Exciting news for OKC!
OKLAHOMA CITY – Google is moving forward with negotiations to bring its high-speed Internet fiber network to Oklahoma City, officials confirmed Friday.
Although installation details have not been resolved yet, City Council members have already agreed to a rezoning request to allow construction of a small building to hold the company’s fiber-optic cable interface equipment. If Google goes ahead with its plan, the hut will be built at 16820 N. Pennsylvania Ave.
The town of Cary, North Carolina, went through a similar process with Google two years ago, ultimately agreeing to lease land to the company at an annual cost of $2 per square foot, for a total charge of $4,200 to $7,000 annually for three to five network huts. Several other cities have similar leasing contracts. Google asked Phoenix, Arizona, and Portland, Oregon, for access to about 35 parcels each.
Sources familiar with the project estimated Oklahoma City will need about 10 to 15 huts spread around town to provide Internet connections at 1 gigabit per second, several times faster than the current standard for broadband service.
Google announced the fiber rollout in October, informing Oklahoma City officials that the company was considering eight other cities as well. Google did not make any commitments at the time; project director Jill Szuchmacher said her staff was interested only in evaluating municipal government processes and the resources already at hand. The targeted cities are not in competition with each other, she said.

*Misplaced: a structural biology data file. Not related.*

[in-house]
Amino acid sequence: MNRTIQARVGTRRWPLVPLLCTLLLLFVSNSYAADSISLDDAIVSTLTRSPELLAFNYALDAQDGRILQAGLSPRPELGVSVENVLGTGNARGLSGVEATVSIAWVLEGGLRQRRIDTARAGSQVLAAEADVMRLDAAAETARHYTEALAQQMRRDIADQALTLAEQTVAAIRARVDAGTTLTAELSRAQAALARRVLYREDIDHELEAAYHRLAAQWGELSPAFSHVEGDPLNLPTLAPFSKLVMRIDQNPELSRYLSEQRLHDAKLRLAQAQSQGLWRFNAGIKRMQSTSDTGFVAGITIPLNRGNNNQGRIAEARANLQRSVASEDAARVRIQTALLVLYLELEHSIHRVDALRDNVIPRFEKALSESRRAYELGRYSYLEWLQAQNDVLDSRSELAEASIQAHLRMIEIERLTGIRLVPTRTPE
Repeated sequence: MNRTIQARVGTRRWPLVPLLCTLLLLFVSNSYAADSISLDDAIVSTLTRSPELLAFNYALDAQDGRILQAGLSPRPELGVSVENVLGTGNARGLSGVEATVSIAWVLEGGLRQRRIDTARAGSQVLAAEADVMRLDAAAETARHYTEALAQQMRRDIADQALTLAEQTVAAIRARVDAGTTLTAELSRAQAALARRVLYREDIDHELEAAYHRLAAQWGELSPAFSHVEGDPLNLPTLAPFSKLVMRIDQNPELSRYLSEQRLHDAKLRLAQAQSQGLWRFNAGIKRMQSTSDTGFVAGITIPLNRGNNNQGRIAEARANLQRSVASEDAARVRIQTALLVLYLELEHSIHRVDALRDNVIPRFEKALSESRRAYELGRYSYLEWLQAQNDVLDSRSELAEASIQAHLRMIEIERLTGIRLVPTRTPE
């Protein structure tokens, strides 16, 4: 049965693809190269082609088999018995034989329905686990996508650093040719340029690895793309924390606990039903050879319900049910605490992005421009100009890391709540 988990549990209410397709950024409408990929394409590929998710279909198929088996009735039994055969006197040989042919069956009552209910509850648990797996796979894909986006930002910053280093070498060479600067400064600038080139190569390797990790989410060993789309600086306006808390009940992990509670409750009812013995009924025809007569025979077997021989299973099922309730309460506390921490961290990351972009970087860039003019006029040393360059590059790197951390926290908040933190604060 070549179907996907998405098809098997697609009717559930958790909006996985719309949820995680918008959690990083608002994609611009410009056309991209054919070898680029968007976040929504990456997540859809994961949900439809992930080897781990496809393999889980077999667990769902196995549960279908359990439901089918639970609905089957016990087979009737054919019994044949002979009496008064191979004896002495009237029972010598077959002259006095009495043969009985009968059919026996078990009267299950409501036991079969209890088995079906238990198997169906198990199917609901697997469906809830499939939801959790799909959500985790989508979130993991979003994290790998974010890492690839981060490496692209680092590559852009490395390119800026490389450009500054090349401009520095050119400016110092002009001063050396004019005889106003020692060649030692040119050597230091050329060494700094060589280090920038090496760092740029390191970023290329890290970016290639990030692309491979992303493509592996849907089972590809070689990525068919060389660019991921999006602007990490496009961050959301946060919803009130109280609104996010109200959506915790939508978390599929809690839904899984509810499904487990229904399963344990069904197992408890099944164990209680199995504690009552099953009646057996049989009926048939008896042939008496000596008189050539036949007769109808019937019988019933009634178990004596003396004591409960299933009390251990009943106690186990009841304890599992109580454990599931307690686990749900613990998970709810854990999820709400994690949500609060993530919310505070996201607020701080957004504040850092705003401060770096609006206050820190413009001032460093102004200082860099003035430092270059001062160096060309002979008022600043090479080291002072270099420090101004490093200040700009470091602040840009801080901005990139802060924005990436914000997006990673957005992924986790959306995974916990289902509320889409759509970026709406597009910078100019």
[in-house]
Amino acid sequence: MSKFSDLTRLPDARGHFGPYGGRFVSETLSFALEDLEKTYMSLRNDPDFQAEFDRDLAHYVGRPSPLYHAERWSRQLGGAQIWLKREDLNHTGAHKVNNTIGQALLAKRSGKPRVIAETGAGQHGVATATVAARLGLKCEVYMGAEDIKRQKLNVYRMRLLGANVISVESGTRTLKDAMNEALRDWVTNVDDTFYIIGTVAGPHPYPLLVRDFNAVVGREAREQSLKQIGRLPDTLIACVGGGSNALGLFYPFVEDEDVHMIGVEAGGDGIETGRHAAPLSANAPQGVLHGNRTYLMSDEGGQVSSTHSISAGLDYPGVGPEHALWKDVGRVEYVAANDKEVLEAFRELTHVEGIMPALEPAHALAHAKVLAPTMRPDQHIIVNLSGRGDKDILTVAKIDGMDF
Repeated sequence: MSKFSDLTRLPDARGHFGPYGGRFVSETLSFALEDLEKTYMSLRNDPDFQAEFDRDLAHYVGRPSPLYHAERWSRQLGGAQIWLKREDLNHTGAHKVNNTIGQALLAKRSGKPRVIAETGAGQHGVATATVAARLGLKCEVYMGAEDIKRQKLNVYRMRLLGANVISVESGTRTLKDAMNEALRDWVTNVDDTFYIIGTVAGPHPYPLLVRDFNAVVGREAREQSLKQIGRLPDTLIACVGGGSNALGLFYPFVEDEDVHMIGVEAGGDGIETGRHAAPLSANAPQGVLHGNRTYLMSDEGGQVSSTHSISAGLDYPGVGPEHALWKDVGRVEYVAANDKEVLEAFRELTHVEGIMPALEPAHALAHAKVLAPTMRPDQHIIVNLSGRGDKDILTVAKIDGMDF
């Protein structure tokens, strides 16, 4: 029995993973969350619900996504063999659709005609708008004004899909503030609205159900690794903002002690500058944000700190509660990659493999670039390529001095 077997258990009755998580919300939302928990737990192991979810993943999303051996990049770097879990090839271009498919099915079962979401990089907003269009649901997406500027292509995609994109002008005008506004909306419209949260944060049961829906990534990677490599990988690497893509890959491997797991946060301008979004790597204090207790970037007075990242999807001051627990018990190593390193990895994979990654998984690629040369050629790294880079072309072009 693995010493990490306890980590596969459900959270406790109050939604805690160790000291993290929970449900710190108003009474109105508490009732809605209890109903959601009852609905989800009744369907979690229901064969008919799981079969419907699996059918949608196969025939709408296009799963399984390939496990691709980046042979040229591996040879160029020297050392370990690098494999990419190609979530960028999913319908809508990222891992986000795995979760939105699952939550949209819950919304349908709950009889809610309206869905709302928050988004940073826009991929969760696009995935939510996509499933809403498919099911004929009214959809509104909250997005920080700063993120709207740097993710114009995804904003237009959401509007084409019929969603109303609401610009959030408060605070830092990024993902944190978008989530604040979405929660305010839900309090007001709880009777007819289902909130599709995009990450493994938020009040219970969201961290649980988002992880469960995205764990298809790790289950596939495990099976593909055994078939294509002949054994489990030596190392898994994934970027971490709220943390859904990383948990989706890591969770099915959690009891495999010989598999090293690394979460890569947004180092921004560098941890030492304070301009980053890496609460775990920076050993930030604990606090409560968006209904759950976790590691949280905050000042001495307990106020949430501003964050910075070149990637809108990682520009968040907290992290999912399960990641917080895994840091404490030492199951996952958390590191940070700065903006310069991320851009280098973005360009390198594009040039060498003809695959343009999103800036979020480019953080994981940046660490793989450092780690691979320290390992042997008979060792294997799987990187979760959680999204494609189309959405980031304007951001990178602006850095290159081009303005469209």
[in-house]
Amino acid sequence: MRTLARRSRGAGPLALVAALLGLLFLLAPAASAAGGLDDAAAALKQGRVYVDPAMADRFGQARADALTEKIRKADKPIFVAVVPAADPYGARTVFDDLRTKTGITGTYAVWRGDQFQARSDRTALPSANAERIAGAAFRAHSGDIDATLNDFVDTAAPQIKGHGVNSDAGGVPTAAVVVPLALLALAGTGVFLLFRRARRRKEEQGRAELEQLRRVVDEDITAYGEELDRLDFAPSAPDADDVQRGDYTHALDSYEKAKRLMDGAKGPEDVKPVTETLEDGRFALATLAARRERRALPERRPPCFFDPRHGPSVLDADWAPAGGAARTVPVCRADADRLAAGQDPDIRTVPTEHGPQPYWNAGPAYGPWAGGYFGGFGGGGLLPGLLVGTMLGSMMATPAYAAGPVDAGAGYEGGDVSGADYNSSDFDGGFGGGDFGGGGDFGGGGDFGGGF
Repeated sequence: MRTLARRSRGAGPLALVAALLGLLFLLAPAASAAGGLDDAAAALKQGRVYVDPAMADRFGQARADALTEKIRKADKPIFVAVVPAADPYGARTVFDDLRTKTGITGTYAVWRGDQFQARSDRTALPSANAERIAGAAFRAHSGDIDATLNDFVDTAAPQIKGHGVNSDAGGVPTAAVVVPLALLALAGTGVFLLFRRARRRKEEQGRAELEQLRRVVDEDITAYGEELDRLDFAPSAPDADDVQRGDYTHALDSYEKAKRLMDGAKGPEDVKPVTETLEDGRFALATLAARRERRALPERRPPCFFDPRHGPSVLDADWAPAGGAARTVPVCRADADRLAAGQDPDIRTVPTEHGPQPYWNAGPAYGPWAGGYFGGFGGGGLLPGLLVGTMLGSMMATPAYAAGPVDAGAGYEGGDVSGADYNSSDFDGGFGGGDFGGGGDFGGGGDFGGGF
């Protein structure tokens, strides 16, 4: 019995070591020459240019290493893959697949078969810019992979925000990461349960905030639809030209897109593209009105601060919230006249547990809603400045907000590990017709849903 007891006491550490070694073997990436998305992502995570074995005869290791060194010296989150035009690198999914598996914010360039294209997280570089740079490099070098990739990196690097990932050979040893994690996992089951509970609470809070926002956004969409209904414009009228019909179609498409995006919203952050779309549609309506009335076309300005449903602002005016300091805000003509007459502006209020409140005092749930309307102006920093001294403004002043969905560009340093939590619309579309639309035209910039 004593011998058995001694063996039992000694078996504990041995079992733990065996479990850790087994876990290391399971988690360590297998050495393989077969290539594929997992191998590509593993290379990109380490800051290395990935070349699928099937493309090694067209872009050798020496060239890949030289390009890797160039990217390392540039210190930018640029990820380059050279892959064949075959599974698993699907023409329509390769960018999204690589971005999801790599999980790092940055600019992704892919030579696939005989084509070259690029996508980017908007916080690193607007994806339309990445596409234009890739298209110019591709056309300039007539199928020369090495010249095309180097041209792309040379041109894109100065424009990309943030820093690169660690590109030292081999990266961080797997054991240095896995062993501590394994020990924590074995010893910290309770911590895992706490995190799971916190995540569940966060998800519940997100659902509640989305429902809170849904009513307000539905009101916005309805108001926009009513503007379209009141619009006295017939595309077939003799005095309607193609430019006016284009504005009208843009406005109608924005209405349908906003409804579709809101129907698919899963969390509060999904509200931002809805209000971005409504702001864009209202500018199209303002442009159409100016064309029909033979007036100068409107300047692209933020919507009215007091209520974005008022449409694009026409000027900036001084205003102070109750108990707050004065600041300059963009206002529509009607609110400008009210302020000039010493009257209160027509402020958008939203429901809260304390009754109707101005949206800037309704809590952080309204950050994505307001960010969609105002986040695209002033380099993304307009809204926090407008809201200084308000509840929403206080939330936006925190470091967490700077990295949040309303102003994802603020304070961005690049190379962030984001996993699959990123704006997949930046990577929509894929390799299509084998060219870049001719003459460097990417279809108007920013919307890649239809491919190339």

City officials responded by setting staff to help Google in its research of locations of utilities and easements.
The same week in early April that the Oklahoma City Council considered the rezoning proposal, Google submitted a similar fiber hut request in Portland.
It takes about two years to get a new network running, if other cities’ experiences with Google are used as a guide. For example, Google announced its interest in Salt Lake City, Utah, about a year ago and is now less than a year away from launching service there.
Google has been offering free basic Internet access after installation in several markets. However, the company recently announced it was moving to a $50 monthly rate for its bottom tier of service in the Kansas City metro area. Google Fiber in Atlanta has a similar pricing option, while offering an alternative of gigabit speeds at $70 per month or more for both television and Internet.